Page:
One of the principal objects of attraction to the antiquary, who wanders amid the ruins of Anarajahpoora, is the Sowamahapaaya. The ancient documents relating to the city concur in stating that this was formerly a majestic structure of nine stories. Of these, none are now in existence; but sixteen hundred stone pillars, upon which the building was erected, are still in tolerable preservation. This immense number are disposed in a perfect square, the side of which is about two hundred feet in length. Along each side, at nearly equal distances, forty pillars are ranged. The interval between the rows varies from two to three feet, and the square of the pillars, which, with few exceptions, are uniform in size and height, is two feet.

Around the Sowamahapaaya, which was probably a temple dedicated to the worship of Boodhoo, are six Dagobas, or immense solid domes, the altitude of which is equal to their greatest diameter. They are for the most part surmounted by spiral cones, that in some measure relieve the vastness and massiveness of their gigantic proportions. Like the Pyramids of Egypt, they were designed to commemorate the reign of the monarch to whose honour they were raised. In either case, the simplicity and solidity of the construction have defied the ravages of time, and insured its permanence. But the handiwork of the ignorant labourers of Ceylon, though it may rival and even surpass the massive greatness, wants the elegance and grandeur, that belongs to

the more majestic productions of the Egyptian architects. The Dagobas have a ponderous and ignoble appearance; their magnitude is, however, almost unparalleled, and elicits the admiration or the contempt of the European pilgrim, who may either applaud the perseverance or ridicule the injudicious taste of the ancient islanders. The solid contents of the largest of them have been estimated to exceed four hundred and fifty thousand cubic yards; its greatest diameter and altitude are equal, and measure two hundred and seventy feet.

The extent of Anarajahpoora can still be faintly traced. Its perimeter is believed to have exceeded nine miles, and the ancient walls that encircled the city, and are in some places visible, give some probability to this conjecture. Nearly in the centre of the space formerly occupied by the city, the present mean village, which still retains the name of Anarajahpoora, remains to mark the site of the fallen capital.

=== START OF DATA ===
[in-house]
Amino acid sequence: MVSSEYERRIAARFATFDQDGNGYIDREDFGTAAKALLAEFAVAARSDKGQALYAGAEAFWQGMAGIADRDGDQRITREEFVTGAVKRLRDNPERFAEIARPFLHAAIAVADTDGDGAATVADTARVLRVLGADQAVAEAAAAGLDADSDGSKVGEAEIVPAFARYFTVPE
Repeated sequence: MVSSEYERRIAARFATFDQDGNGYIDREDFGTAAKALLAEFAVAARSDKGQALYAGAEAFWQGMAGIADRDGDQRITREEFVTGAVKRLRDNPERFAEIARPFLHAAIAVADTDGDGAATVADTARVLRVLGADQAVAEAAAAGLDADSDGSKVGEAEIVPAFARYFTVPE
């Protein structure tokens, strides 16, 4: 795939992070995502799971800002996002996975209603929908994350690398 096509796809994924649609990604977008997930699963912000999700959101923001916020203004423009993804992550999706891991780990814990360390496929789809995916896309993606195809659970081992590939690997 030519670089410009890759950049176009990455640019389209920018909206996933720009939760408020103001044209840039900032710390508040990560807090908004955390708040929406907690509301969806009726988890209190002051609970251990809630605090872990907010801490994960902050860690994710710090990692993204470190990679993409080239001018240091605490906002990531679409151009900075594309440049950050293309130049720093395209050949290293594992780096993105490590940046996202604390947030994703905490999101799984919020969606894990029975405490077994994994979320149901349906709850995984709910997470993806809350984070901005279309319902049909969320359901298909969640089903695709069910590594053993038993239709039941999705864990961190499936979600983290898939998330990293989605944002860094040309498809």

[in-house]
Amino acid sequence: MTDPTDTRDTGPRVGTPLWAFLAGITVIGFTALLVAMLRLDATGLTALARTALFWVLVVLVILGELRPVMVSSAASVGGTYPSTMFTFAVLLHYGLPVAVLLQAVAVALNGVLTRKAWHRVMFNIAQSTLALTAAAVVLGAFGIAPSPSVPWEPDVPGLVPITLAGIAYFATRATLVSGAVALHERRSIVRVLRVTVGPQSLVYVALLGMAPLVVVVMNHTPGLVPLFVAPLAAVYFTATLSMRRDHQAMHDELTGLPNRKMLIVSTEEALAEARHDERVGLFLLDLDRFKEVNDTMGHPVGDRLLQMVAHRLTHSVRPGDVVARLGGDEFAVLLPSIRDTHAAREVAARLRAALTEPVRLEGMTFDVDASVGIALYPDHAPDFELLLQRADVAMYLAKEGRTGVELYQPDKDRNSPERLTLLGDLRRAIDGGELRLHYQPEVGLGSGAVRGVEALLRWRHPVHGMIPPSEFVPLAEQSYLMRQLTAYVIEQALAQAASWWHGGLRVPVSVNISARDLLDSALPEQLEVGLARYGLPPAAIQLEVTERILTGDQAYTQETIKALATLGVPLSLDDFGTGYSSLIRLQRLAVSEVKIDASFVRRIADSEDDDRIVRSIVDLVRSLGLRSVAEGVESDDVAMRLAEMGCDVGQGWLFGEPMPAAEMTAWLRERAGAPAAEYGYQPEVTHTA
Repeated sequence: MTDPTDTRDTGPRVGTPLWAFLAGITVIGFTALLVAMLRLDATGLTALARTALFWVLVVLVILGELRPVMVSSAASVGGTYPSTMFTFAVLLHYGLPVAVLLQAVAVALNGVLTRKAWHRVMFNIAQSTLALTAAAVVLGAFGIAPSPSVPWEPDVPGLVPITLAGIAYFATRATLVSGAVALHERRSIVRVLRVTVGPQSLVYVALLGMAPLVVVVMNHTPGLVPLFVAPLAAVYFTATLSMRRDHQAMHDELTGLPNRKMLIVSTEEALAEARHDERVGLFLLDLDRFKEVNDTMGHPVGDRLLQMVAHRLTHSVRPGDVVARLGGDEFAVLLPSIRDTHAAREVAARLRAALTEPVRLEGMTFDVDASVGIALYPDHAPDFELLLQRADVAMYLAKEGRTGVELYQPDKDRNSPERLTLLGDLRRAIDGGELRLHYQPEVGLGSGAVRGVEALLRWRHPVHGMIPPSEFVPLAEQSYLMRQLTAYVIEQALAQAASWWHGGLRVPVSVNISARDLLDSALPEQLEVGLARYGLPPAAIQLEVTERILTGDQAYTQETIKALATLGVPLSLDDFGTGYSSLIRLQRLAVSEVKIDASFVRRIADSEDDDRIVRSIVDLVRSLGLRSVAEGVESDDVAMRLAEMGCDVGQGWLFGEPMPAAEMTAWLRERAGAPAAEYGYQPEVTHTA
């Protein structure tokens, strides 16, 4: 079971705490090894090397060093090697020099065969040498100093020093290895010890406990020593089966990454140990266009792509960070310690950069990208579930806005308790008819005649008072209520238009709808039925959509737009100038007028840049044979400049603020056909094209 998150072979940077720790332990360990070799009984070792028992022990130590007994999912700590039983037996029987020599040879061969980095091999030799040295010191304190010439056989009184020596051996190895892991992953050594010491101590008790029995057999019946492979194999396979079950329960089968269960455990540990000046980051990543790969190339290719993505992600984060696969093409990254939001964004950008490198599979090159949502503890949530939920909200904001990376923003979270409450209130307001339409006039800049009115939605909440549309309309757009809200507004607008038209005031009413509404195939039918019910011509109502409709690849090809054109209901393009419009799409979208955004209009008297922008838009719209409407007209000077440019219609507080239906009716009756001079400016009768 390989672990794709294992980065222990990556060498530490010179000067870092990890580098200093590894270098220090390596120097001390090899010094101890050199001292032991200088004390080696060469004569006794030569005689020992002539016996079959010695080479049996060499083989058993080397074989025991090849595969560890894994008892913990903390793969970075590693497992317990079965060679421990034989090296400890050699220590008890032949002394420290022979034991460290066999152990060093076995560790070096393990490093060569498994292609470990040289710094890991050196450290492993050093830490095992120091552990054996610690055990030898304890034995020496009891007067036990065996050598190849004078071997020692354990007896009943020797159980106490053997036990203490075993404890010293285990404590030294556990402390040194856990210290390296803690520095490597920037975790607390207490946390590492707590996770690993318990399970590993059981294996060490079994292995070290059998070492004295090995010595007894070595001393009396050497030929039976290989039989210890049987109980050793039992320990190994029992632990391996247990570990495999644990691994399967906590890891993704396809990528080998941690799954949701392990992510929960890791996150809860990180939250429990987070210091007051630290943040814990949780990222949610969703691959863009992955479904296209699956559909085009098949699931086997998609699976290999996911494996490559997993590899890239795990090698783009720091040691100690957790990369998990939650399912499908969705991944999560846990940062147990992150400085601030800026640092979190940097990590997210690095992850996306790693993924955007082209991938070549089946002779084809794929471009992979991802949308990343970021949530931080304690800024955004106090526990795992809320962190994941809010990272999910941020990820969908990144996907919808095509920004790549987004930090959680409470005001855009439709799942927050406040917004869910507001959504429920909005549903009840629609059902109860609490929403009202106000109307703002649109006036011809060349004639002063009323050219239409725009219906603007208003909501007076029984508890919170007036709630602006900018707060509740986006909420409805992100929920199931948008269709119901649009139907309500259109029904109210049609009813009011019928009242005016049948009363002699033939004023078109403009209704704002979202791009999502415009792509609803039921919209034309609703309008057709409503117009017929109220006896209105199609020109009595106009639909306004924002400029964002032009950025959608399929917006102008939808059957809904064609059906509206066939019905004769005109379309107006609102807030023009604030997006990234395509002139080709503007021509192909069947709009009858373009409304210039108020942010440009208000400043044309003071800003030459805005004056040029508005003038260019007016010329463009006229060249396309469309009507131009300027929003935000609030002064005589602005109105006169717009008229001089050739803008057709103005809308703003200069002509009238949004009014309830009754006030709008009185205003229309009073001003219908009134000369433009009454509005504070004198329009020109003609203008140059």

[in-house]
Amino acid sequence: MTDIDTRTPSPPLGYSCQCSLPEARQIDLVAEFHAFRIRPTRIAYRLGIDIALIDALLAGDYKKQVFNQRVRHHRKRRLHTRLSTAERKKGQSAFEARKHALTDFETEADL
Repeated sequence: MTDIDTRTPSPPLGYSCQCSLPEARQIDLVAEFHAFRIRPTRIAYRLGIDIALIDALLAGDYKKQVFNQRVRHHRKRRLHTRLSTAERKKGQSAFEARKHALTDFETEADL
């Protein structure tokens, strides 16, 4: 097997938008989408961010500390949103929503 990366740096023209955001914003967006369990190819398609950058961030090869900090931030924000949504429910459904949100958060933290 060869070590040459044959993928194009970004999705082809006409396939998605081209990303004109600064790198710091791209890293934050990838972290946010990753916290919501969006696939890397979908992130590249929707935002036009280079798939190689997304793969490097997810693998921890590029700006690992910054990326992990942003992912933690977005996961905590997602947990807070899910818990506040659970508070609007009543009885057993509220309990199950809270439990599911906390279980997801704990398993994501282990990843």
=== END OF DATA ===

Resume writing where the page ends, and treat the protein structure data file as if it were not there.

During the last ten centuries, Anarajahpoora has been neglected by the monarchs who have successively ruled the destinies of Ceylon. The central position and numerous advantages enjoyed by Kandy would seem to have attracted their attention, and induced them to abandon the unhealthy site of the former seat of government; but, prior to the desertion of the ancient capital, Ceylon attained the highest degree of prosperity which it has, either in former or later ages, experienced. From its discovery in the reign of the first Claudius, it rapidly rose to commercial importance, to which its geographical position, centrically situated with regard to the eastern confines of the Roman empire and the more remote India, mainly contributed. The merchants from China and the Eastern Archipelago awaited at Ceylon, as a midway station, the periodical arrival of the Roman fleets, which, taking advantage of the south-west monsoon, usually accomplished the voyage from the Red Sea to the coast of Taprobane in six weeks. The silks of China, the precious stones of Ceylon, and the rich spices and aromatics of India, were the articles of trade principally sought for by the Roman navigators. In lieu of these trifling but costly objects of luxury, the Romans were unable to barter the manufactures of Europe, and were thus reduced to the necessity of exchanging their silver for the productions of the Eastern world.*

It was estimated that eight hundred thousand pounds sterling were thus annually expended. Of this sum, which must have appeared immense to the Indian merchants of that age, the capital of Ceylon largely participated. There is good reason to believe that the whole of the extensive public buildings and vast Dagobas which adorned, and of which the ruins still indicate the position of, Anarajahpoora, were designed and erected during this era of opulence and national prosperity.

It appears that the Kandian provinces were not, at this remote period, subject to the rule of the sovereign of the sea-bound provinces. The Kandian king "possessed the mountains, the elephants, and the luminous carbuncle," while the rival monarch "enjoyed the more solid riches of domestic industry, foreign trade, and the capacious harbour of Trinquemale, which received and dismissed the fleets of the East and West." With the decay of the Roman empire, the lucrative trade, to which the historian here alludes, gradually declined. The profitable traffic was at length monopolized by the Persian navigators. The subjects of the great king sailed from the Persian Gulf,

• Gibbon's Roman Empire.

† Gibbon.

Asiat.Jour.N.S.VOL.35.No.138.

N